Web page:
The final summer

July 12, 2011 —

As we come down to the last med-school-free week of our summer, my fellow DO’14s and I will soon resume our busy lives as second-year medical students. With boards awaiting us at the end of this coming year, it’s a distinct possibility that this will have been our last truly free summer before starting our busy careers. That being said, any major life goals or dream vacations that had been put on hold until this point were quickly brought into reality as our window of opportunity slid to a close. Some of my classmates took trips overseas, toured across the U.S. or pursued medical mission trips. Even I was able to enjoy an eventful summer, which included a visit with the family and a brief trip to an island resort. It also featured a chain of events that culminated in a freak moped accident that left a second-degree abrasion wound on the palm of my right hand. Part of this chain of events involved a senior citizen’s bachelorette party that passed by at the most inopportune moment (I’m not kidding; it’s a long and bizarre story). As far as I’m aware, no alcohol was involved in the accident – just very bad moped drivers. Fortunately, I’ve enjoyed a swift recovery, though it’s been a little hard to do OMM with a bandaged hand.

This music festival was just one of Des Moines' fun summer offerings.

Of course, I was certainly able to pull myself together in time to visit the 80/35 music festival that took place downtown last weekend. For those who missed it this year, definitely mark your calendars for when it comes around again. I could post a whole series of blogs on the events of those two days alone, but suffice it to say that they involved robotic fish wearing gas masks and famous rappers autographing bottles of antipsychotic medications. I leave it to your imagination, my reader, to fill in the details. For those who are feeling left out having missed the chance to lose your voice and hurt your neck at a concert (I’m sure some of you know what I’m talking about), the 515 Alive event on August 6 will simply have to do in the meantime.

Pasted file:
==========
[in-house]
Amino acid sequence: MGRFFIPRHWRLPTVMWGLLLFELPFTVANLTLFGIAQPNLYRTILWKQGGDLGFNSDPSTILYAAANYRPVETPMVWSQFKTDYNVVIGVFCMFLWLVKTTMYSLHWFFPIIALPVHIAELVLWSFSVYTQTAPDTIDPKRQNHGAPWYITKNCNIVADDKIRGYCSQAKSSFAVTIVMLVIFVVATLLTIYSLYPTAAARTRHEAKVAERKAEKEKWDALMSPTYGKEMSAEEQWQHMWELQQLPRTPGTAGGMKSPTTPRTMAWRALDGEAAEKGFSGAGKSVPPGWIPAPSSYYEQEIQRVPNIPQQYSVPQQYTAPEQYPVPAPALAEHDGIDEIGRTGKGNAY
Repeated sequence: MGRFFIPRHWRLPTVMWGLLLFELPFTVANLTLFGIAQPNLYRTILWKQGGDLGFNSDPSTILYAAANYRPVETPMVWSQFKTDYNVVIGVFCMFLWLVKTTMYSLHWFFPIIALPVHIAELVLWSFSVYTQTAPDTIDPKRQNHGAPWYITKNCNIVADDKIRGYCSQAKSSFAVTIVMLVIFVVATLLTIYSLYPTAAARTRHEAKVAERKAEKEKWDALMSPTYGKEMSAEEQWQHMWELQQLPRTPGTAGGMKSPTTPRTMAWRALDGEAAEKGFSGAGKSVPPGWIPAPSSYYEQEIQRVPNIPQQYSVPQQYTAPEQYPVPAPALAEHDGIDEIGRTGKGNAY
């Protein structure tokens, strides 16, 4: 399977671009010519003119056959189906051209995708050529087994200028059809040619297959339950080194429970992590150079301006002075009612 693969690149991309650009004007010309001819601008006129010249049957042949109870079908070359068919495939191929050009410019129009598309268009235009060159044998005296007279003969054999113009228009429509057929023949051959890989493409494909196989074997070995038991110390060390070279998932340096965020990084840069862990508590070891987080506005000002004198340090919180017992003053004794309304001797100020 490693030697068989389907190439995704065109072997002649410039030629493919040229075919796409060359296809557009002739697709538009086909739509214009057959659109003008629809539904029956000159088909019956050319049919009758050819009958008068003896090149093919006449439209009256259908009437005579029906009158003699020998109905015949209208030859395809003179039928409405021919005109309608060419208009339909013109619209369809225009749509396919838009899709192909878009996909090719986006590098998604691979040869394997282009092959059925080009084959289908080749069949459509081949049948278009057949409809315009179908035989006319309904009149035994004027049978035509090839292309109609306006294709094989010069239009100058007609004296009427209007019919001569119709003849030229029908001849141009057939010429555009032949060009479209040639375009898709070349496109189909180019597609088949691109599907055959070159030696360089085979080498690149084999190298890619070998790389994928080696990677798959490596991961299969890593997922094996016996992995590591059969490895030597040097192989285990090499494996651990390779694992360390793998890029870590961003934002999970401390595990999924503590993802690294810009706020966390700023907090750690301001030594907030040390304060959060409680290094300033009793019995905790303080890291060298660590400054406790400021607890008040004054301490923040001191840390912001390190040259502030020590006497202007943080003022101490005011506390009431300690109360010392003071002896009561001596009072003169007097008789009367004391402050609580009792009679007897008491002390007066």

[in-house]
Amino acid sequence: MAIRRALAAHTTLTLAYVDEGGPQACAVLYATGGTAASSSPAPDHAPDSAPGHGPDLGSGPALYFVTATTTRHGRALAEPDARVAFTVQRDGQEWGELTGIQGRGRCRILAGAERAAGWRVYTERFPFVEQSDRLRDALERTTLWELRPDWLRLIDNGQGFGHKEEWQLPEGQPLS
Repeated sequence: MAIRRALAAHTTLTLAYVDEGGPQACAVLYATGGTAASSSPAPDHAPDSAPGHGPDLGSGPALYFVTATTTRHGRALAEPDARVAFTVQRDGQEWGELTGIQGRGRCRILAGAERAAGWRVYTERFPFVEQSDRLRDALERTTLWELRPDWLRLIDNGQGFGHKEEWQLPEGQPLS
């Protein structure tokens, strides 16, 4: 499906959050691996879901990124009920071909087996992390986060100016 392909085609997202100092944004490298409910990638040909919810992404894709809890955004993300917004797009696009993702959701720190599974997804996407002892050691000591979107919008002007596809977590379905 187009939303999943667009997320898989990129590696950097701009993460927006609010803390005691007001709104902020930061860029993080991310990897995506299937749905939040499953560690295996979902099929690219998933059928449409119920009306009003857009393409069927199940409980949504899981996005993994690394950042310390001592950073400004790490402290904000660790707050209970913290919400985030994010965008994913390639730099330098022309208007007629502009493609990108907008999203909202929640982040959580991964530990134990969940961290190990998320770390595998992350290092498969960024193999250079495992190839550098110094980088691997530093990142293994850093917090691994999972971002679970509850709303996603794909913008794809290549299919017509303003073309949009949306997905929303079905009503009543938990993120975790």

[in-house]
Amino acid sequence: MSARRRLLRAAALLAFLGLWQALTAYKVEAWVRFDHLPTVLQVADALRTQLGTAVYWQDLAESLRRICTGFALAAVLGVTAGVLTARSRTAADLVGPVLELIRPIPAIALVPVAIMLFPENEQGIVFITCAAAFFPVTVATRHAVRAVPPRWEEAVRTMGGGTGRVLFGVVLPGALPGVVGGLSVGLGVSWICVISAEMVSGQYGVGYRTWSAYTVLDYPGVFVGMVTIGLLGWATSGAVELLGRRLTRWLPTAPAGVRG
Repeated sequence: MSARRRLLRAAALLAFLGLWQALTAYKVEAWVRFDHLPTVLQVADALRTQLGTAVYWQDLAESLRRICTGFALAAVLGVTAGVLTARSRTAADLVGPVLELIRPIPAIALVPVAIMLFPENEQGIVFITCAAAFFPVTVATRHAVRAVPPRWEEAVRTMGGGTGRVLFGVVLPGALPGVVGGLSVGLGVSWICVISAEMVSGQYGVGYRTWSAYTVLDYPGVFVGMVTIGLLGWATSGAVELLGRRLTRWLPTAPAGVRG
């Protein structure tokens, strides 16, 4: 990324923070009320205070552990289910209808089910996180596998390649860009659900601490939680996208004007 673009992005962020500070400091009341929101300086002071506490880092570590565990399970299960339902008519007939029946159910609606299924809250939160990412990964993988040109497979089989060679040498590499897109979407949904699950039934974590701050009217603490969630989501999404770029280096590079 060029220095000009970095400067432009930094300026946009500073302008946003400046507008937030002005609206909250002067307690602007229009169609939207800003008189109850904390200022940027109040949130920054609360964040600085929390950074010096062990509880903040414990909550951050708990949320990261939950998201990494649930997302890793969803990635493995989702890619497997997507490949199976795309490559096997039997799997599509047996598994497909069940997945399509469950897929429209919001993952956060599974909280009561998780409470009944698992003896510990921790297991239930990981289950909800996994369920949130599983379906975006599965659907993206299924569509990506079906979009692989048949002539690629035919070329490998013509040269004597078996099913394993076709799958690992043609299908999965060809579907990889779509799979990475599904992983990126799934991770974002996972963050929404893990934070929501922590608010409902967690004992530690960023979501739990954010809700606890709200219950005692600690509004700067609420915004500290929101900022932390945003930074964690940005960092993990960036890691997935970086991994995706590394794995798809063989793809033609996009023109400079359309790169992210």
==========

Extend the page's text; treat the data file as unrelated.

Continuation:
Now, all these wonderful tales of excitement, adventure and mishap shouldn’t detract from how productive my summer was. I’ve enjoyed the opportunity to participate in DMU’s mentored student research program, which concludes with a symposium this coming week. For my work with DMU Associate Professor Dr. Simon Geletta, we’ve been researching the timeframe of complications with diabetes, though our unfinished project will continue into the fall to serve as the capstone for my MPH degree.

Lastly, it pains me to report that this summer also saw the death of Caroline, my 1998 Pontiac Bonneville, after her brake line rusted through and burst (which I take to be the car equivalent of a ruptured aneurism). Fortunately, Des Moines is an incredibly bike-friendly city, and my apartment sits squarely between the DMU campus and a grocery store. Add to this the fact that DMU students can ride the city bus system for free, and I haven’t suffered much at her passing (aside from the emotional scarring at her unexpected demise, of course). I trust I’ll have fast-tracked through the five stages of grief and landed in the “acceptance” phase in time for the start of classes on July 20, when yet another year’s worth of the med school adventure is sure to unfold.


Nathan McConkey discovered DMU all the way from his hometown near Pittsburgh, Pennsylvania. After graduating college as a teenager with a degree in molecular biology, he wanted to begin a master of public health degree online while working as an EMT and teaching labs at his undergraduate college. Eventually, the plan was to attend a local medical school in Pennsylvania. Little did he know, however, that his exposure to the MPH program would eventually lure him all the way out to the Midwest to pursue his medical training at Des Moines University instead. When he’s not working on his two degrees or over ten different jobs and volunteer positions on campus, he enjoys discovering new reasons why the city of Des Moines isn’t nearly as boring as his East-Coast perspective had led him to believe.

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